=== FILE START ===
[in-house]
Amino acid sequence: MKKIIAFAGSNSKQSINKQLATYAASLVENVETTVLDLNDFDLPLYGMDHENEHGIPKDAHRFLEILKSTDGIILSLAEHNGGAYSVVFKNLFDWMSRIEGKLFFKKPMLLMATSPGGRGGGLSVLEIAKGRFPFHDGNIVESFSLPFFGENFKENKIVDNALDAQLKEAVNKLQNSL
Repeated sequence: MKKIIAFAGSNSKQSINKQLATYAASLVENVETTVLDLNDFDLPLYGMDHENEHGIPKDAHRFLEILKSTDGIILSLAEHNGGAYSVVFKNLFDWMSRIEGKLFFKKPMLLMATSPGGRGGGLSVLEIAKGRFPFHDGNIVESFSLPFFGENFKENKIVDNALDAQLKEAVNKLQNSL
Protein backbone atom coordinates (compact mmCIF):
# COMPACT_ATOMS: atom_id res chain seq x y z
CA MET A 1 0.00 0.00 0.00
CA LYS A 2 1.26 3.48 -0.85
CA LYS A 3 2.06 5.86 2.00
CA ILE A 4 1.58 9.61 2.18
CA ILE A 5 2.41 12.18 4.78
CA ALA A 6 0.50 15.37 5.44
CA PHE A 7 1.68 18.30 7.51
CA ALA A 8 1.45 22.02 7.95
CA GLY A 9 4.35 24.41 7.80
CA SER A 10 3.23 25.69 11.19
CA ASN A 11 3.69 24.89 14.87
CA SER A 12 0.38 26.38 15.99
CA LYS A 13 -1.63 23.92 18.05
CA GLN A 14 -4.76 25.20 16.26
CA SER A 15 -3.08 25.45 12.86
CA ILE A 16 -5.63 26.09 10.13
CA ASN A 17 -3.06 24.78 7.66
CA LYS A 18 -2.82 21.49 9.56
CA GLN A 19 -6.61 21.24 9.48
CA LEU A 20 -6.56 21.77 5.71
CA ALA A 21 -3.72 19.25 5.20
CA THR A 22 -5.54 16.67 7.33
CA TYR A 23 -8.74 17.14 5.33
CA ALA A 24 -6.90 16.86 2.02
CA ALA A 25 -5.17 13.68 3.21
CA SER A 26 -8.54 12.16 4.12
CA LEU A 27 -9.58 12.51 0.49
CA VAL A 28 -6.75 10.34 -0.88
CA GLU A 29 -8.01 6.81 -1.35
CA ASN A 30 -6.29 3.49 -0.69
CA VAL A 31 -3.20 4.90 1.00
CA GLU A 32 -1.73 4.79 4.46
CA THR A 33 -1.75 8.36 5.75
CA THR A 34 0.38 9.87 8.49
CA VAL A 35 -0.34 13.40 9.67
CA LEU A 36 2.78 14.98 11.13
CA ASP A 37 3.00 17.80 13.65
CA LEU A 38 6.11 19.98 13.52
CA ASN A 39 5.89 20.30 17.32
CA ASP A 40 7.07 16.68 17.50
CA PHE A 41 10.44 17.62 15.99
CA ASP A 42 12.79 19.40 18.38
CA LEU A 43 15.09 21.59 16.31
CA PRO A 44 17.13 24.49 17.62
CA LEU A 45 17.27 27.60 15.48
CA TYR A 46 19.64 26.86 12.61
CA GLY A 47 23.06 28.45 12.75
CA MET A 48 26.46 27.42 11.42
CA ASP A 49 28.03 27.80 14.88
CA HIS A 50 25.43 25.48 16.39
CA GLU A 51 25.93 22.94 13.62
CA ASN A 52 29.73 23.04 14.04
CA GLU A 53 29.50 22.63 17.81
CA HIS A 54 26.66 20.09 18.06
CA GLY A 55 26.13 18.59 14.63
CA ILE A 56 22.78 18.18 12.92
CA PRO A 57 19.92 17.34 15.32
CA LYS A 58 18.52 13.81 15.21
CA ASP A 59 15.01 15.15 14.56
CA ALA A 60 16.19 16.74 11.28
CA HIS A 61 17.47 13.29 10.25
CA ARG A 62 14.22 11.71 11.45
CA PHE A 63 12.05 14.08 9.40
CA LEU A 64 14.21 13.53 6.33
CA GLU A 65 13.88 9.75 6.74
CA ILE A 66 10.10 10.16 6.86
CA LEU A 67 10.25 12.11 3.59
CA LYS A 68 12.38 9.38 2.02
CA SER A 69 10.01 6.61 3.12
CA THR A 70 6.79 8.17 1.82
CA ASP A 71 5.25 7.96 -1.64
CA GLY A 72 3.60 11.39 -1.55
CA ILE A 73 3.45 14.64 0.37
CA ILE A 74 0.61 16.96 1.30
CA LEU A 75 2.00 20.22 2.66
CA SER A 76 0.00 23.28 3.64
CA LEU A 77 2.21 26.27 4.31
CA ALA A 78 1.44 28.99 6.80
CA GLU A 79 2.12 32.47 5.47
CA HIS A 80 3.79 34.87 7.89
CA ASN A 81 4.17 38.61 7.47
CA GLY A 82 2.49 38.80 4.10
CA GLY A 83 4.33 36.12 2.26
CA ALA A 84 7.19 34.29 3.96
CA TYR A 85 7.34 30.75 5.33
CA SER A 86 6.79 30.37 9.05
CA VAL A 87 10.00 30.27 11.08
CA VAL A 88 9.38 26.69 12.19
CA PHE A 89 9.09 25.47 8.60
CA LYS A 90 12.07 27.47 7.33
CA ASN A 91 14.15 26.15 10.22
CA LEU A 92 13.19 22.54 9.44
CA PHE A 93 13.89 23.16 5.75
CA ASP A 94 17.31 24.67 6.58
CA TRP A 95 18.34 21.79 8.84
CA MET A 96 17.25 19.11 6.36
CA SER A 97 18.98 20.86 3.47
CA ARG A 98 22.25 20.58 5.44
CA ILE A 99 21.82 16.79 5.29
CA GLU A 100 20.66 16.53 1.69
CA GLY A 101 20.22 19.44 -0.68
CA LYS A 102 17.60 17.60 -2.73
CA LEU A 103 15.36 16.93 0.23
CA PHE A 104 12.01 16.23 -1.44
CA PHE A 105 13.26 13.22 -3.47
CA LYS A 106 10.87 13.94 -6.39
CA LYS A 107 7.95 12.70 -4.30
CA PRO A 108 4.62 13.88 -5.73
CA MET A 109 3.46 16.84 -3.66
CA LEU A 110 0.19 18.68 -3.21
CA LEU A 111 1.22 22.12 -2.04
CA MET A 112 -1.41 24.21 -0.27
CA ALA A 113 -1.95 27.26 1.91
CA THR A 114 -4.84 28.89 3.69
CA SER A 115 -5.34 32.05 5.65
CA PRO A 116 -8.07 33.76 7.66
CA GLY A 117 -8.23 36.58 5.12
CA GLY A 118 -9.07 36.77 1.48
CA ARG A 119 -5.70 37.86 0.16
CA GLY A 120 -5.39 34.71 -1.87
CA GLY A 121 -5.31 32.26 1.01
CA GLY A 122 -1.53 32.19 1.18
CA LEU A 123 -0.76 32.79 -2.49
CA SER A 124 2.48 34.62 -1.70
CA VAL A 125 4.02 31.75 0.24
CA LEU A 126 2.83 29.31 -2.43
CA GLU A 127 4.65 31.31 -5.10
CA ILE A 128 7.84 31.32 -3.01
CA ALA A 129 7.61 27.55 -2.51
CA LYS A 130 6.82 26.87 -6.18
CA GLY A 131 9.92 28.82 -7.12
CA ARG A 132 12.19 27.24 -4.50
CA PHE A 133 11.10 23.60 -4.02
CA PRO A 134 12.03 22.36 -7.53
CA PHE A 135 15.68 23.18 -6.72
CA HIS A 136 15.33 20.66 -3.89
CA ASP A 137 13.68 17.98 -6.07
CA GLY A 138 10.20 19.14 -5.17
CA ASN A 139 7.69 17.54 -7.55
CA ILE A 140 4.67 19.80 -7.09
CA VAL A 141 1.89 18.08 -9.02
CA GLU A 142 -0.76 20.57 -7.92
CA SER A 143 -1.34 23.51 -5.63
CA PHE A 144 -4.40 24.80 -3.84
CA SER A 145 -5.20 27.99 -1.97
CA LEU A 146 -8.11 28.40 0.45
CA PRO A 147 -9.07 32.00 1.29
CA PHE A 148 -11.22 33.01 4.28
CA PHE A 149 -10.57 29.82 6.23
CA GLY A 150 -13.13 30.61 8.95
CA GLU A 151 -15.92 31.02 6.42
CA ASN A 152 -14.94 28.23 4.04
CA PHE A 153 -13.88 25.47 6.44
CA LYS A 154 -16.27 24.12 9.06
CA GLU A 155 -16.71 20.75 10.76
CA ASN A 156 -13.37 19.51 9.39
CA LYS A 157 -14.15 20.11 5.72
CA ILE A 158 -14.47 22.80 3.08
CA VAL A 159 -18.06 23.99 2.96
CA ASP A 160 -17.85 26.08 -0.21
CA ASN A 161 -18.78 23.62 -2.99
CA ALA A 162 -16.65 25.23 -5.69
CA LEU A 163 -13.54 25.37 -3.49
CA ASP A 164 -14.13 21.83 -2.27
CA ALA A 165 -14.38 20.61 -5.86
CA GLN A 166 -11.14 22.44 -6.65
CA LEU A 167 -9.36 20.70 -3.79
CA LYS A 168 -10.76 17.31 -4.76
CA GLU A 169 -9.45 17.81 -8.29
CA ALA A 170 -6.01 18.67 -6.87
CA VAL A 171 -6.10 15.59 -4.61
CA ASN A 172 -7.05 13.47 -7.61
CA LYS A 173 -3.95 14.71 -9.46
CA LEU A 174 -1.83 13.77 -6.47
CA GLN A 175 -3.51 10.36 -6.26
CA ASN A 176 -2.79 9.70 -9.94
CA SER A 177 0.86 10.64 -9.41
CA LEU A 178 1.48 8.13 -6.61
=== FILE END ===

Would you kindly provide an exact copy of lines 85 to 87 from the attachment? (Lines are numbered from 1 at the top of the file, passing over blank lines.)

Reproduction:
CA HIS A 80 3.79 34.87 7.89
CA ASN A 81 4.17 38.61 7.47
CA GLY A 82 2.49 38.80 4.10